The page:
Justice Department To Investigate Potentially-Illegal Trading Tactic
For as long as the stock market has existed, there have been people who strive to discover new and innovative ways to use the market to generate income. However, while most investment operations are fully above-board, it can be surprisingly easy to cross the line into
white collar crime.
This is especially true when new technologies come into play. To that end, Attorney General Eric Holder announced recently that the U.S. Department of Justice will be launching an investigation into a practice known as "high-frequency trading." The agency is concerned that the practice may amount to a form of insider training.
In high-frequency trading, investors use powerful computers and high-speed Internet connections to jump in front of other investors making similar trades. Some also garner quote information about the trades they are jumping in front of, such that a substantial profit is practically guaranteed.
The link between insider trading and high-frequency trading
In itself, there is nothing illegal about trading with an especially fast computer. The legal risk comes when the people making the trades have access to information that is not available to other investors.
Typically,insider trading occurs when investors capitalize on market intelligence that is secret or has not yet been made publicly available. For example, insider trading might occur when a trade is made based on the insider knowledge that a company will make a major announcement the following day. Or, perhaps someone might know that a high-profile investor is about to make a trade that will cause a company's stock price to skyrocket, and uses that knowledge to purchase the stock while it is still at a comparatively low price.
High-frequency trading is somewhat different, in that there is not one specific piece of market intelligence at issue. Instead, investors use their high-powered computers to access proprietary data feeds that display stock price information before the public can access it. Once they know how the market will move, high-frequency investors can use their technological advantages to cut in front of other transactions.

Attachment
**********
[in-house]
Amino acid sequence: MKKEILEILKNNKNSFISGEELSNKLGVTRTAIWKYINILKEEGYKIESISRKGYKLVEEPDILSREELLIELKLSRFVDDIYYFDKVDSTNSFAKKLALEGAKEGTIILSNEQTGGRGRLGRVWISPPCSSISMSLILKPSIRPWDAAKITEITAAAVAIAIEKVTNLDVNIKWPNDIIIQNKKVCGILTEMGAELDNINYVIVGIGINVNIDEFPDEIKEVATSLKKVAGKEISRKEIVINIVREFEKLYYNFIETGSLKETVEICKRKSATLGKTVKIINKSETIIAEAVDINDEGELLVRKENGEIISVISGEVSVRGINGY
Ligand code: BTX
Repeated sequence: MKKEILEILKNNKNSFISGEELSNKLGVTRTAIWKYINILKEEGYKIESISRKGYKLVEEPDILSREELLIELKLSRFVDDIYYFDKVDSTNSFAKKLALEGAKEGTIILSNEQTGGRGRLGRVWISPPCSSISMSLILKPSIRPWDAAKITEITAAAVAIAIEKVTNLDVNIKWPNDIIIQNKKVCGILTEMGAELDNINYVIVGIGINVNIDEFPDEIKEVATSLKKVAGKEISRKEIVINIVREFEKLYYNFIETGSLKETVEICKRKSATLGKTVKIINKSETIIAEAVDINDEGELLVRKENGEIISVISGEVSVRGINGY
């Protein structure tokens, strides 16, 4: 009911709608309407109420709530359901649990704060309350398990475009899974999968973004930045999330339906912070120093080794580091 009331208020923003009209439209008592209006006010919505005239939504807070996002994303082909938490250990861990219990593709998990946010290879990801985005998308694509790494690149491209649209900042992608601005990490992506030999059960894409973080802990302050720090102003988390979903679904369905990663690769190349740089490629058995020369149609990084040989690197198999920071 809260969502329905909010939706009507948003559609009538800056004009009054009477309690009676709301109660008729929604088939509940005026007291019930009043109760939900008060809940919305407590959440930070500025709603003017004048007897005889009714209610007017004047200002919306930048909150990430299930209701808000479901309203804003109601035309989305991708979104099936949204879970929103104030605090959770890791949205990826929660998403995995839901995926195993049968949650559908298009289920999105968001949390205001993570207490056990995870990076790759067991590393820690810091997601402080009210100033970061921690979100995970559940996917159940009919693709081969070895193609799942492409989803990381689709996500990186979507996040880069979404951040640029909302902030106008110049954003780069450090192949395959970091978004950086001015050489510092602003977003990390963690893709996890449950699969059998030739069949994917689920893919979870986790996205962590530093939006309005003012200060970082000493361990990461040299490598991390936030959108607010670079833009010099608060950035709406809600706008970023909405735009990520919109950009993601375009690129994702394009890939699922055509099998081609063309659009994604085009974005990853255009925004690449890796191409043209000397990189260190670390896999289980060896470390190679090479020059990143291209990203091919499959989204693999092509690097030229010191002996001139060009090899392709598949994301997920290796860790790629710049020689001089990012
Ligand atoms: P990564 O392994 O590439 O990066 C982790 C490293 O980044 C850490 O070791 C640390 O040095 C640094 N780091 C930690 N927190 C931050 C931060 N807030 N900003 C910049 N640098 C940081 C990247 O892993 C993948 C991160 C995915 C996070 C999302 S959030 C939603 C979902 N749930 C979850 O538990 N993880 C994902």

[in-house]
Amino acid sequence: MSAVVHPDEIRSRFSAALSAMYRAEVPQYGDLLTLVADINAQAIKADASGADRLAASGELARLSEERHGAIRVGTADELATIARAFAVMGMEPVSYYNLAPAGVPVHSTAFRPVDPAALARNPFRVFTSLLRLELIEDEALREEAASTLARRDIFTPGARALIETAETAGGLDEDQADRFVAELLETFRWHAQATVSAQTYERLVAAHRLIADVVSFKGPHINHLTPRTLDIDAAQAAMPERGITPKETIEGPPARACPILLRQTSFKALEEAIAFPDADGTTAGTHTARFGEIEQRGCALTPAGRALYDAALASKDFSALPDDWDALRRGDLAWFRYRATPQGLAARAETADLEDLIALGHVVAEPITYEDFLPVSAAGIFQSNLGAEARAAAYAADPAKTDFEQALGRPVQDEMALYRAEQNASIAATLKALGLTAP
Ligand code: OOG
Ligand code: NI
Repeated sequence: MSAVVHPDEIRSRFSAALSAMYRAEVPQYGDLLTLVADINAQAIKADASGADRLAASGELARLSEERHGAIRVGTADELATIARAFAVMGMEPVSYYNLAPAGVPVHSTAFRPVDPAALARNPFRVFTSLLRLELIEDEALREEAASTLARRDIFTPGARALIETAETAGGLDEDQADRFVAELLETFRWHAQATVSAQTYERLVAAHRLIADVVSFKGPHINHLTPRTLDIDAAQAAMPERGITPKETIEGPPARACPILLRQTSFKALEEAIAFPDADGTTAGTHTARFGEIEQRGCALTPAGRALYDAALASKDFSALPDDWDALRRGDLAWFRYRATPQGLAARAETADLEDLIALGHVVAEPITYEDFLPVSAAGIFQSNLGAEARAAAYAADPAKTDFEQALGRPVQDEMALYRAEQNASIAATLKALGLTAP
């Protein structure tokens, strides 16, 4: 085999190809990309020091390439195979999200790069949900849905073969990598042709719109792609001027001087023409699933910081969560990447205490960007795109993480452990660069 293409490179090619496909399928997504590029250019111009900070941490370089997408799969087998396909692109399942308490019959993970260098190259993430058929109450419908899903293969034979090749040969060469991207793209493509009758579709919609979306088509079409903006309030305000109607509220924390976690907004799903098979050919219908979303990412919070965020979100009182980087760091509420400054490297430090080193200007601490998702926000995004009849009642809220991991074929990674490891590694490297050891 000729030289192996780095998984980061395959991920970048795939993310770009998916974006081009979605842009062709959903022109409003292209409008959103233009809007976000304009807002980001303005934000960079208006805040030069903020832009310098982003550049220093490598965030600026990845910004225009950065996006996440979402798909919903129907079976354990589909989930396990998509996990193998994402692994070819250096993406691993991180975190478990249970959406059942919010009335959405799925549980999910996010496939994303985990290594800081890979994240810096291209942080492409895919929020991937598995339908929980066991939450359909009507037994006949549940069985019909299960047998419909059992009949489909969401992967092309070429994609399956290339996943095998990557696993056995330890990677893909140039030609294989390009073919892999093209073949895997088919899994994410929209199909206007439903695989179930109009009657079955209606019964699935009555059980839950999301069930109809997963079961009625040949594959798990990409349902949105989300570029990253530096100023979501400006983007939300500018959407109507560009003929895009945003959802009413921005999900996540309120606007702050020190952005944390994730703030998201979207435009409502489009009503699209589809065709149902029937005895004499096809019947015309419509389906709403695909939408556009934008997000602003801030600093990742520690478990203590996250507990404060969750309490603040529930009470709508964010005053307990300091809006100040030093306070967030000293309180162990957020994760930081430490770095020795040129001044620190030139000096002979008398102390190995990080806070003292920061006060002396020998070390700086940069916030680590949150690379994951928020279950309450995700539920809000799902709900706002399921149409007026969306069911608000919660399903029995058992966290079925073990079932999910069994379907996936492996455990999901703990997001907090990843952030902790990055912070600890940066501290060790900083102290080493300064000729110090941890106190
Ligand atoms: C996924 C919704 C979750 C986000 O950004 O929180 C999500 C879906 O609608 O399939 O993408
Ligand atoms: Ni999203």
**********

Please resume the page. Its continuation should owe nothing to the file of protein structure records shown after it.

Whether this practice should be considered illegal is the subject of great debate. Some see no difference between insider trading and high-frequency trading, and argue that any trade based on non-public information should be considered suspect. Others, however, feel that gaps in technological access are a fact of life, and that high-frequency investors should not be punished for trying to use technology to their advantage.
Seeking experienced legal help
At this point, it is still too early to tell how the Department of Justice will come down on the issue. However, there is one thing that is certain: anyone who is under federal or state investigation for potentially illegal investment actions would be wise to speak with an experienced white collar crime attorney right away.
Most people do not realize how significant the penalties for insider trading and other white collar crimes can be. And, it is not just prison time and substantial fines that are at issue; a conviction can make it nearly impossible to secure employment or professional licensure once a sentence has been served.
If you or a loved one has been accused of insider trading or investment fraud, now is not the time to gamble with your future. An attorney can help protect your rights, your assets and your career.